Native American residents of North Dakota have been left scrambling to meet a controversial voter ID requirement that could render many ineligible to vote in the upcoming November mid-term elections. Earlier this month, the Supreme Court declined to overturn the GOP-backed voter law, which requires North Dakotans to show identification with their current street address. As many Native American reservations do not use physical street addresses, the law makes it difficult for thousands of people to cast their ballots. While Native American residents do often use PO boxes as mailing addresses, PO boxes do not qualify as proof of residency under the voter ID law. As a result, many voters will have to make the effort to obtain identification or documents, such as a tribal voting letter issued by tribal officials, that provide proof of a residential address.Full Article: GOP-backed ID Law Could Stop Native Americans From Voting in Key Senate Race.
Locating a house isn’t easy on the isolated and impoverished Turtle Mountain Indian Reservation in northern North Dakota, and that’s making it more difficult for residents and their counterparts on other reservations in the state to vote this election. To cast a ballot, they need identification with a provable street address — something that isn’t important to the 19,000 people who live on the remote 72-square-mile block of land where most streets have no signs. In their culture, they’ve never needed them. Tribal activist Wes Davis, 37, an official at the local community college and a lifelong reservation resident, describes where he lives this way — to the west of a gas station on the east side of town, behind the high school and across the road from another store.Full Article: Tribes scramble to meet voter ID requirements in North Dakota - CBS News.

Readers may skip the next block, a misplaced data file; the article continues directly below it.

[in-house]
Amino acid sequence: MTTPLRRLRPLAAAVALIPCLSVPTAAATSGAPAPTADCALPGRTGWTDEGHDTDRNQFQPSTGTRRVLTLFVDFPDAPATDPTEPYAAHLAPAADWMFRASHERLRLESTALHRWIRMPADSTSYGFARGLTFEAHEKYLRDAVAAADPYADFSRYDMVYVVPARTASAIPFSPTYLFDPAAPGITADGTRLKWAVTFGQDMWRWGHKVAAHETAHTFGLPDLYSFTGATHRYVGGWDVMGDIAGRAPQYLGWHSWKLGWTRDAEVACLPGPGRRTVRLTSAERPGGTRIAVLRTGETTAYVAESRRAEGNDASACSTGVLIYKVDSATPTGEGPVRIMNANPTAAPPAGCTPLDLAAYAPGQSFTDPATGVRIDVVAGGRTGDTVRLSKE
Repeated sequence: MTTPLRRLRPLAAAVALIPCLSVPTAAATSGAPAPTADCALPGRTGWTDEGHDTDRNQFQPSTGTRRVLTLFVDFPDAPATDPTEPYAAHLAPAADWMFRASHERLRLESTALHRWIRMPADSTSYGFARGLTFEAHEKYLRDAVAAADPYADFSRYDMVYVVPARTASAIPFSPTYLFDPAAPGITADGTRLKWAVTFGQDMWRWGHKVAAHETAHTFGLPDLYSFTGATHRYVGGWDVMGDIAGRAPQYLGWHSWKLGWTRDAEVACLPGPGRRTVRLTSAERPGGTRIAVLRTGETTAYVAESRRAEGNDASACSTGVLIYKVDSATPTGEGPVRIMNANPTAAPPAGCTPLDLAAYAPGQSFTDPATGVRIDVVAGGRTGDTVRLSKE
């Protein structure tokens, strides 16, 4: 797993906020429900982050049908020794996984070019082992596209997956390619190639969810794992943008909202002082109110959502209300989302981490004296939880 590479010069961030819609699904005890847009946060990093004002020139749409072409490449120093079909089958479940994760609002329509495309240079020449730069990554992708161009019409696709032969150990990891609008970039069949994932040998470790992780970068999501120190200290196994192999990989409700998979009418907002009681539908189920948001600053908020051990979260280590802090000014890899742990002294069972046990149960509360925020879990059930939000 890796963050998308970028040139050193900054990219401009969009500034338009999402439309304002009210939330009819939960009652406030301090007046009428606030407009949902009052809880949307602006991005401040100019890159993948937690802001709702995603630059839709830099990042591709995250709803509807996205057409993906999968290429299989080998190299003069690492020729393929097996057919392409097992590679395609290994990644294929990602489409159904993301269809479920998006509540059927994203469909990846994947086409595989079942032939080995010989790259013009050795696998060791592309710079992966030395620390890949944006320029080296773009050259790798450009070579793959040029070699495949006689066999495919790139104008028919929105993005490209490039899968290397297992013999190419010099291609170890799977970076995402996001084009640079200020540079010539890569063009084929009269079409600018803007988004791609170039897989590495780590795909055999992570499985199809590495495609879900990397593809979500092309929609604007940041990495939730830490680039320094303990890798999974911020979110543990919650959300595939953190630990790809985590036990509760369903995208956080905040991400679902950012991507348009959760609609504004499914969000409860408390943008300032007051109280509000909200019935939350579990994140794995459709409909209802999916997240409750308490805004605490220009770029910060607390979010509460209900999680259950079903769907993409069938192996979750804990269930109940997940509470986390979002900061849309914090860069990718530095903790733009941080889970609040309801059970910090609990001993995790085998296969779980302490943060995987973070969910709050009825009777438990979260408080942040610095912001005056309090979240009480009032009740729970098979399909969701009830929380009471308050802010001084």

The Supreme Court declined this month to overturn a North Dakota law that requires voters to present an ID listing their residential address at the polls. The decision could have a negative impact on tens of thousands of rural voters — many of them Native Americans who live on one of the states five reservations, where residents are not required to have a street address. Native Americans have long faced unique challenges relating to voter suppression. They were the last to gain suffrage in 1924 and couldn’t vote in states like Arizona, New Mexico and Utah until 1948.Full Article: North Dakota Voter ID Law Could Keep Rural Native Americans From Voting | Here & Now.